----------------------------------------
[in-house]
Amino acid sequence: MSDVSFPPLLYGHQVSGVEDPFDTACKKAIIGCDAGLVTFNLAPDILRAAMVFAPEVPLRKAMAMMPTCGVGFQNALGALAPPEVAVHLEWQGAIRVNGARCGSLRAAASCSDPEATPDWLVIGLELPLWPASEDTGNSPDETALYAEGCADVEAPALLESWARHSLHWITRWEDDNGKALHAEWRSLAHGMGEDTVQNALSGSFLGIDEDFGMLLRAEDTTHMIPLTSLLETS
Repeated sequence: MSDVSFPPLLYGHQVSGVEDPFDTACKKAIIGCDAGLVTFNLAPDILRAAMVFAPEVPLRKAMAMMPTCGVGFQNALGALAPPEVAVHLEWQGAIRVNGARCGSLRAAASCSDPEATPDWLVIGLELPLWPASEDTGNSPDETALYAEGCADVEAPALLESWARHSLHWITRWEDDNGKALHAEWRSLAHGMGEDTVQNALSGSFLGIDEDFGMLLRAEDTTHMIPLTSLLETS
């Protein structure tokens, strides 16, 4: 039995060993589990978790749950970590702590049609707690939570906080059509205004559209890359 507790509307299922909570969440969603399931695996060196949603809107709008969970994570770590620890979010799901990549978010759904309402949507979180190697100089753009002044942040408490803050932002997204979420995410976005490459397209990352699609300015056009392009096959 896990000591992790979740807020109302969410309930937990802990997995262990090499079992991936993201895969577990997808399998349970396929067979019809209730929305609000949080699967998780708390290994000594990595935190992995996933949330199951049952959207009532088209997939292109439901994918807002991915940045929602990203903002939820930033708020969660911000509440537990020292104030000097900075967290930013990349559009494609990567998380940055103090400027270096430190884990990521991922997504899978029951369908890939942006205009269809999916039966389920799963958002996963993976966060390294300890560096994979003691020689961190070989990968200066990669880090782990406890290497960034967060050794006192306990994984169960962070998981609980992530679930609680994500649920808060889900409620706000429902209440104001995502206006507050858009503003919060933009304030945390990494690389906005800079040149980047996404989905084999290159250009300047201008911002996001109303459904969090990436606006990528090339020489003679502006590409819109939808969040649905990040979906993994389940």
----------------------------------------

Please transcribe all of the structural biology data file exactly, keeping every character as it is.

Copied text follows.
[in-house]
Amino acid sequence: MSDVSFPPLLYGHQVSGVEDPFDTACKKAIIGCDAGLVTFNLAPDILRAAMVFAPEVPLRKAMAMMPTCGVGFQNALGALAPPEVAVHLEWQGAIRVNGARCGSLRAAASCSDPEATPDWLVIGLELPLWPASEDTGNSPDETALYAEGCADVEAPALLESWARHSLHWITRWEDDNGKALHAEWRSLAHGMGEDTVQNALSGSFLGIDEDFGMLLRAEDTTHMIPLTSLLETS
Repeated sequence: MSDVSFPPLLYGHQVSGVEDPFDTACKKAIIGCDAGLVTFNLAPDILRAAMVFAPEVPLRKAMAMMPTCGVGFQNALGALAPPEVAVHLEWQGAIRVNGARCGSLRAAASCSDPEATPDWLVIGLELPLWPASEDTGNSPDETALYAEGCADVEAPALLESWARHSLHWITRWEDDNGKALHAEWRSLAHGMGEDTVQNALSGSFLGIDEDFGMLLRAEDTTHMIPLTSLLETS
């Protein structure tokens, strides 16, 4: 039995060993589990978790749950970590702590049609707690939570906080059509205004559209890359 507790509307299922909570969440969603399931695996060196949603809107709008969970994570770590620890979010799901990549978010759904309402949507979180190697100089753009002044942040408490803050932002997204979420995410976005490459397209990352699609300015056009392009096959 896990000591992790979740807020109302969410309930937990802990997995262990090499079992991936993201895969577990997808399998349970396929067979019809209730929305609000949080699967998780708390290994000594990595935190992995996933949330199951049952959207009532088209997939292109439901994918807002991915940045929602990203903002939820930033708020969660911000509440537990020292104030000097900075967290930013990349559009494609990567998380940055103090400027270096430190884990990521991922997504899978029951369908890939942006205009269809999916039966389920799963958002996963993976966060390294300890560096994979003691020689961190070989990968200066990669880090782990406890290497960034967060050794006192306990994984169960962070998981609980992530679930609680994500649920808060889900409620706000429902209440104001995502206006507050858009503003919060933009304030945390990494690389906005800079040149980047996404989905084999290159250009300047201008911002996001109303459904969090990436606006990528090339020489003679502006590409819109939808969040649905990040979906993994389940």